The Montgomery Advertiser from Montgomery, Alabama on January 2, 1993 · 1
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The Montgomery Advertiser from Montgomery, Alabama · 1

Montgomery, Alabama
Issue Date:
Saturday, January 2, 1993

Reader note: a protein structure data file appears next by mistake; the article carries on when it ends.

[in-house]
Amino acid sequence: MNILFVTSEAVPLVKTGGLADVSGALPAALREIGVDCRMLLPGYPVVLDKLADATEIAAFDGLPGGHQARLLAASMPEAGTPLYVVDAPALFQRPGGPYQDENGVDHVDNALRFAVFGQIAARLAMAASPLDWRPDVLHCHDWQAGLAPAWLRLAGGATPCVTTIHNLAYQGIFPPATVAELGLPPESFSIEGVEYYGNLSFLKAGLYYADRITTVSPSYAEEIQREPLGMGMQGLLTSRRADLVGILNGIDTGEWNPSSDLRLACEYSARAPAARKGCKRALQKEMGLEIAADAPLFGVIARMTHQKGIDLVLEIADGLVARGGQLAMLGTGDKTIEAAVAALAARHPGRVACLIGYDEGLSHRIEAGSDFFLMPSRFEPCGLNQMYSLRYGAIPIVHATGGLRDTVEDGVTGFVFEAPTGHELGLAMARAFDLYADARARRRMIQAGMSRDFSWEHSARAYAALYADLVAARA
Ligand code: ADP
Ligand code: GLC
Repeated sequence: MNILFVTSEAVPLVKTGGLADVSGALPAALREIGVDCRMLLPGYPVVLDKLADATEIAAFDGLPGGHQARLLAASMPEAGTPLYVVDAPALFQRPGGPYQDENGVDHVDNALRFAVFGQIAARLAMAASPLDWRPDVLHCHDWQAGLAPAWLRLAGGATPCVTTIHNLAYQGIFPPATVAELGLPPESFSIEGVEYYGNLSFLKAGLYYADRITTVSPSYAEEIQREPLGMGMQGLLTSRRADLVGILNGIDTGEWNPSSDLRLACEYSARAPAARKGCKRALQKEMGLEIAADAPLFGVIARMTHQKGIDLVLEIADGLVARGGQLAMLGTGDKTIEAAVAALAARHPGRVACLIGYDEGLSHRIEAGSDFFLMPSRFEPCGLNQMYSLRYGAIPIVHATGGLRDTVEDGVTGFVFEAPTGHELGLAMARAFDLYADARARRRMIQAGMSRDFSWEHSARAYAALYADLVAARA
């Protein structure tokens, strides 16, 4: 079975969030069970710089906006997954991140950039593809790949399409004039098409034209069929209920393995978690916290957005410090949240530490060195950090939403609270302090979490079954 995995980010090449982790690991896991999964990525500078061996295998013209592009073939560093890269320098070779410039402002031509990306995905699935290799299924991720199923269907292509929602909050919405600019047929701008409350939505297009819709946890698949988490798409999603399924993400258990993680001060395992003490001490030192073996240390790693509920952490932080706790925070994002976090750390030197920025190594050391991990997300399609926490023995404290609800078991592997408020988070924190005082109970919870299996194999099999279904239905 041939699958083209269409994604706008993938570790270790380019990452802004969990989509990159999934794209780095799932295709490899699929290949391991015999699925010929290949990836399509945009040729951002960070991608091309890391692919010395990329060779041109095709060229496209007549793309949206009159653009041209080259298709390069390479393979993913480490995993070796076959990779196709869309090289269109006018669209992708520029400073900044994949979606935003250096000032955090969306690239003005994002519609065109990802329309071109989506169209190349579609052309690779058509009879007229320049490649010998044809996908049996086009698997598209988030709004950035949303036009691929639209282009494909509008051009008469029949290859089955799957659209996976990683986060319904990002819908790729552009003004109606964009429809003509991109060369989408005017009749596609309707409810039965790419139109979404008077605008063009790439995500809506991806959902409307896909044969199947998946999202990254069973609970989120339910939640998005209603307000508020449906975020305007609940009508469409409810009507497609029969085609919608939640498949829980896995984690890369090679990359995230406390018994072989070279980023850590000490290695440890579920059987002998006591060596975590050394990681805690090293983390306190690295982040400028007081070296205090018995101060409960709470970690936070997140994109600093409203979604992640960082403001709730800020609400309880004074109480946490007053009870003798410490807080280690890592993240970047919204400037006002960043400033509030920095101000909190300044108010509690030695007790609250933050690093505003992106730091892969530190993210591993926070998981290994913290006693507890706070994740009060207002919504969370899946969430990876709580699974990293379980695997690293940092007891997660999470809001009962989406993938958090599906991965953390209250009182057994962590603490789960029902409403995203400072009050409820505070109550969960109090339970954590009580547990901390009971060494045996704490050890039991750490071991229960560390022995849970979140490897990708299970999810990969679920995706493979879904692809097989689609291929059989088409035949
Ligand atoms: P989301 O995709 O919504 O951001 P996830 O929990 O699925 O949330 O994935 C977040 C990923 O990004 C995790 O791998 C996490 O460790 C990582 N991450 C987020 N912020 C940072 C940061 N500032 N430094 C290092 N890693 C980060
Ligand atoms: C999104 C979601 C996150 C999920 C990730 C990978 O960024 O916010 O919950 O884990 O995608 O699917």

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he Montgomery Advertiser Final Edition Copyright 1993 Th Advartiur Co. Montgomery, Alabama A Multimedia Mmppr 35 E in n By RAGAN INGRAM Executive Sports Editor NEW ORLEANS The journey is complete. From the depths of an 0-3 start in 1990, Gene Stallings has carried Alabama football back to the mountaintop. The Crimson Tide won its first national championship since the 1979 season, whipping Miami 34-13 in the 59th annual Sugar Bowl Classic here Friday night. The Tide culminated its centennial season of football with its 12th national championship and its 23rd straight win. Also, the Tide's win ended Miami's 29-game winning streak and the Hurricanes' bid for a second straight national title. Stallings had to be proud. His team won the title with a performance that mirrored his old-style philosophy. The Tide ran Bush, Yeltsin ready for summit President Yeltsin will honor the Bushes at a state dinner at the Kremlin's Hall By BRIAN FRIEDMAN Associated Press Writer MOSCOW President Bush and Russian President Boris Yeltsin open their final summit today, capping a relationship that has grown from suspicion to partnership by signing the most far-reaching treaty in the history of nuclear disarmament. President Bush is being joined in Moscow on his foreign farewell tour by his wife, Barbara, and by former U.S. Secretary of State James A. Baker III, who carried out many of the negotiations that led up to the landmark START II agreement. President Yeltsin will honor the Bushes at a state dinner at the Kremlin's Hall of Facets tonight. The centerpiece of their fourth summit will come Sunday, when the two leaders sign the treaty that slashes U.S. and Russian long-range nuclear arsenals by two-thirds over the next 10 years. In Somalia, where he visited U.S. forces as part of Operation Restore Hope, President Bush told troops Friday that the treaty was "the most historic arms control agreement ever made." President Bush said it would eliminate Russia's 308 fearsome SS-18 missiles, each of which carries 10 warheads. "On our watch, that fear will be reduced," he said. - U.S. and Russian negotiators nailed down the agreement Tuesday in Geneva and the weekend summit was hastily arranged as part of President Bush's 25th foreign trip, which will take him from the blazing sun and starvation in the Horn of Africa to the bitter cold and staggering economic problems of Russia. He had sought the pact as the finishing stroke of his administration's arms control achievements, which include the START treaty that cut stockpiles by one-third. Once it is ratified by the U.S. Senate and Russian legislature, the treaty START II will Please see SUMMIT, 4A OyDfonrieLf inroaDi shot fto deaftlh) at cuocfilhiiicOiLob rmear uroeirf Eroirot B James Henry Robinson was shot in the abdomen with a single-barrel shotgun, police said By LIAM T.A. FORD Staff Writer An unidentified man shot and killed a 53-year-old Montgomery man early Friday morning in front "of a nightclub near the riverfront, police said. James Henry Robinson, of 21 Eugene St., died in front of the Laicos Club, 620 S. Holt St., shortly after a man shot him in the abdomen with a single-barrel shotgun at about 1:50 Friday the football. The Tide stopped Miami from running the ball. And the Tide, 13-0 this season, won the turnover battle. Miami ended its season at 11-1. Alabama rushed for 267 yards and allowed only 48 on the ground. Miami rolled up 278 yards passing, but Heisman Trophy winner Gino Torretta threw three interceptions. "I thought we had an outstanding performance by our players," Stallings said. "I liked our intensity all week long. I thought our coaches did an excellent job of preparing our team." Tide tailback Derrick Lassie was named the game's most valuable player. He rushed for 135 yards on 28 carries and scored two touchdowns. A capacity crowd of 76,789 fans most of them wearing - . ---v-.. ; fp 't Bush holds a camera at arm's length for a self-portrait with Marines at Baidoa's airport Friday ush treasures B Bush stood for hours under the searing sun to shake hundreds of hands, sign autographs, and pose for picture after picture By RUTH SINAI Associated Press Writer BAIDOA, Somalia President Bush jumped into a foxhole with Marines Friday and reached out to 700 Somali children chanting his name, declaring that the United States won't leave "these good ... people in the lurch." With billowing clouds of dust in his wake, President Bush traveled by helicopter and heavily armored personnel carrier to see first-hand the misery of the peo morning, a police spokesman said. A 6-foot-l-inch black man in his 40s or 50s, wearing a camouflage jacket and camouflage pants, shot Mr. Robinson once, according to a police report. The suspect then fled in an undes-cribed motor vehicle, said Sgt. M.S. Ward. Mr. Robinson apparently went to the Laicos Club to celebrate New Year's Eve with his son, said the victim's wife of 22 years, Edna Robinson. "I saw him last about 8:30 (p.m. Thursday), when we went to the grocery," Mrs. Robinson said. "I never did see him again." Mr. Robinson's son was in the crimson and white watched it all. "It's our centennial year, we won 13 games," Stallings said. "I'm not smart enough to describe it all. "I think it means more for our kids and our coaches. I'm satisfied, and I'm happy for them." Miami coach Dennis Erickson offered no excuses. "We just flat-out got beat," he said. "They ran the ball better against us than anyone had all year. I still feel we're one of the best teams in the country and will continue to be." Two second-half interceptions brought touchdowns for the Tide, which coasted the rest of the way, except for a punt return for a touchdown by Miami. Torretta threw interceptions on his first two passes of the second half. On the first, Alabama's i. ji . ,7?- ,---,1 ple and the determination of the Americans who had come to save them. While President Bush visited Baidoa, clan fighting erupted anew on the outskirts of Mogadishu. A minor faction unsuccessfully tried to seize a compound full of tanks and artillery from one of the country's main warlords. President Bush clearly relished the last foreign trip of his presidency, standing for hours under the searing sun to shake hundreds of hands, sign autographs, and pose for picture after picture. "I have a lot to look forward to, a lot to be grateful for," President Bush said, reflecting on his four years in office. "It's been a wonderful ride." President Bush wished the nightclub when the shooting took place, Mrs. Robinson said. He heard about the incident when the nightclub security guard ran into the Laicos Club, apparently trying to find anyone who had accompanied Mr. Robinson, Mrs. Robinson said. "His father just threw up his arms," and fell down after the shooting, Mrs. Robinson said. Mr. Robinson, who had for two years worked for Jarrett Construction on Bell St., died only a couple minutes after his son reached his side, Mrs. Robinson said. Mr. Robinson was pronounced dead on the scene and his body i Jim Johnston's column, IB i Game notes, 4B I Full statistics, 5B I Face of defeat, 5B Tommy Johnson stepped in front of Kevin Williams to swipe the ball. Johnson returned the ball 24 yards to the Miami 20. Six running plays later, Lassie kept pushing and found a small seam into the end zone on a 1-yard run with 10:12 left in the third quarter. Michael Proctor made it 20-6 with his extra point. Please see TIDE, 4A 11 i li his last troops a happy New Year as he hopped into a foxhole on the outskirts of this town in Somalia's famine belt, a mosque minaret in the background and a donkey grazing nearby. At an orphanage in Baidoa earlier, more than 700 children chanted "Welcome Bush" and clapped their hands throughout the half-hour visit. President Bush offered his hand to some children at the orphanage, patting some on the head, hoisting one smiling chil-dinto the air and wrapping another in a bear hug. "It's a wonderful, wonderful mission of mercy," said President Bush, wearing a necklace of orange and purple bougainvillea flowers, tpssd. .around his neck by a relief worker. At one time, 50 children a day were dying at the orphanage, but this week was transported to Humana Hospital-Montgomery, Sgt. Ward said. Police were unable Friday to determine a motive for the murder and had no suspects in custody, Sgt. Ward said. One witness to the shooting said he went to the police station Friday afternoon to give a further description of the suspect. Two witnesses were listed on the police report detailing the circumstances of the shooting. No funeral arrangements had been made Friday, Mrs. Robinson said. Mr. Robinson's son and the Laicos Club security guard were unavailable for comment Friday. Li ? a-il ' Pre? -.a Associated Press Stallings gets an early shower near the end of his team's win w ,-. V, 1 - ' i Associated Press hurrah none had died, the worker said. Amid the joyful receptions, there was no escaping the big question facing U.S. troops in Somalia: When will they go home? "We'll leave, but we're not going to leave these good Somali people in the lurch," President Bush said at the orphanage. Before returning to the USS Tripoli for a second night at sea off the coast, the president spoke to about 3,000 troops on the tarmac of Mogadishu's international airport, now a sprawling allied military complex. "I expect everyone is wondering, "Well that's great, but how long?' " and I wish I knew the answer, I wish I knew the answer but I do know that it's not an open-ended commitment," President Bush said. U.S. officials accompanying Please see BUSH, 4A .."I. 'A l " V .y " , . :.. Hamlet, drawn by Ray Lee Powell, 14, of Greenville High School, says today will be mostly cloudy and mild. Neighbors: Children rarely seen B Neighbors say the Schoos seemed withdrawn almost reclusive By CLIFF EDWARDS Associated Press Writer ST. CHARLES, 111. David and Sharon Schoo lived in a comfortable, Tudor-style suburban home with a pool, swings and a child's playhouse in the back yard. However, daughters Nicole, 9, and Diana, 4, were rarely seen outside the home and were often believed to live elsewhere, neighbors say. "We were always saying 'Where's the kids?' " said Toni Potts, who lives next door to the Schoos and shares a large pond with them. "They would be driving oft to go somewhere, and we never saw the kids," she said. The Schoos were arrested Monday for leaving their children home alone while they vacationed for nine days in Aca-pulco, Mexico. On Thursday, Joseph Kuzma put up $10,000 to bail his daughter and son-in-law out of jail. He hadn't seen or spoken to Mrs. Schoo in eight years. " The couple face felony charges of child abandonment and cruelty to children and misdemeanor charges of child endangerment. A preliminary hearing is set for , Tuesday. Neighbors say the Schoos seemed withdrawn almost reclusive in the close-knit 12-home community in an unincorporated area outside St. Charles, where the doors are unlocked during the day and folks socialize regularly. They say Mr. Schoo, a 45-year-old engineer with a smoke-alarm company, waited until well after dark before cutting the grass and that Mrs. Schoo, 35, rarely spoke to neighbors. "I had my baby and was taking it over to see my best friend when I saw Mrs. Schoo out front," Ms. Potts said Thursday. "I turned the baby carriage around to show her the baby, since we had spoken once or twice when I was pregnant. But when she saw me coming, she dropped her rake, turned around and ran into the house." ; Neighbors say Nicole waited Please see CHILDREN, 4A INSIDE Classifieds.. ................ 6C Comics 5C 6C Crossword Horoscope 6C 8A 6A 9B 1C IB 5A Local News Movies Obituaries Real Estate Sports.. 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